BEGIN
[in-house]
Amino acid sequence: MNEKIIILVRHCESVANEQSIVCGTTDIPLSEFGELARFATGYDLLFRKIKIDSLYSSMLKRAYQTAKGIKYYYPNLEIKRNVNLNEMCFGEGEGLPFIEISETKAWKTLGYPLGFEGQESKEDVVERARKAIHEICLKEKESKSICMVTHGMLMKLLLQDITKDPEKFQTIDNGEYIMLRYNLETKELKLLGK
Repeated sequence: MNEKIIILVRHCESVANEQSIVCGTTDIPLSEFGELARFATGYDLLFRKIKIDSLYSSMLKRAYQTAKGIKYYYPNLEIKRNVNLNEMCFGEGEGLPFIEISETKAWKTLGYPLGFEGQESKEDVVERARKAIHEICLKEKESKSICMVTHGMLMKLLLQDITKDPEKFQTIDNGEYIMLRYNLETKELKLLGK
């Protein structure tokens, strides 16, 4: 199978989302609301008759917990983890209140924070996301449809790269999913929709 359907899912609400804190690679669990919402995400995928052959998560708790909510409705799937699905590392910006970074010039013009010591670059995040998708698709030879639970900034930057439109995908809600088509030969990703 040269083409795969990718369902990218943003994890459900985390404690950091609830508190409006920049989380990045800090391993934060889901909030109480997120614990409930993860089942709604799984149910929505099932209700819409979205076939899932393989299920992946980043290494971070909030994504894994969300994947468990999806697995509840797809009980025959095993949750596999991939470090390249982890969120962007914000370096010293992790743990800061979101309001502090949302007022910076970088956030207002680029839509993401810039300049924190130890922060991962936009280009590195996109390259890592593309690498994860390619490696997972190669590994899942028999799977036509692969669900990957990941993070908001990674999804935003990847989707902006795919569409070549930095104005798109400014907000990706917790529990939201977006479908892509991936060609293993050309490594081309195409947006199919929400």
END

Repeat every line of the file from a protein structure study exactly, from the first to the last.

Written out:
[in-house]
Amino acid sequence: MNEKIIILVRHCESVANEQSIVCGTTDIPLSEFGELARFATGYDLLFRKIKIDSLYSSMLKRAYQTAKGIKYYYPNLEIKRNVNLNEMCFGEGEGLPFIEISETKAWKTLGYPLGFEGQESKEDVVERARKAIHEICLKEKESKSICMVTHGMLMKLLLQDITKDPEKFQTIDNGEYIMLRYNLETKELKLLGK
Repeated sequence: MNEKIIILVRHCESVANEQSIVCGTTDIPLSEFGELARFATGYDLLFRKIKIDSLYSSMLKRAYQTAKGIKYYYPNLEIKRNVNLNEMCFGEGEGLPFIEISETKAWKTLGYPLGFEGQESKEDVVERARKAIHEICLKEKESKSICMVTHGMLMKLLLQDITKDPEKFQTIDNGEYIMLRYNLETKELKLLGK
């Protein structure tokens, strides 16, 4: 199978989302609301008759917990983890209140924070996301449809790269999913929709 359907899912609400804190690679669990919402995400995928052959998560708790909510409705799937699905590392910006970074010039013009010591670059995040998708698709030879639970900034930057439109995908809600088509030969990703 040269083409795969990718369902990218943003994890459900985390404690950091609830508190409006920049989380990045800090391993934060889901909030109480997120614990409930993860089942709604799984149910929505099932209700819409979205076939899932393989299920992946980043290494971070909030994504894994969300994947468990999806697995509840797809009980025959095993949750596999991939470090390249982890969120962007914000370096010293992790743990800061979101309001502090949302007022910076970088956030207002680029839509993401810039300049924190130890922060991962936009280009590195996109390259890592593309690498994860390619490696997972190669590994899942028999799977036509692969669900990957990941993070908001990674999804935003990847989707902006795919569409070549930095104005798109400014907000990706917790529990939201977006479908892509991936060609293993050309490594081309195409947006199919929400």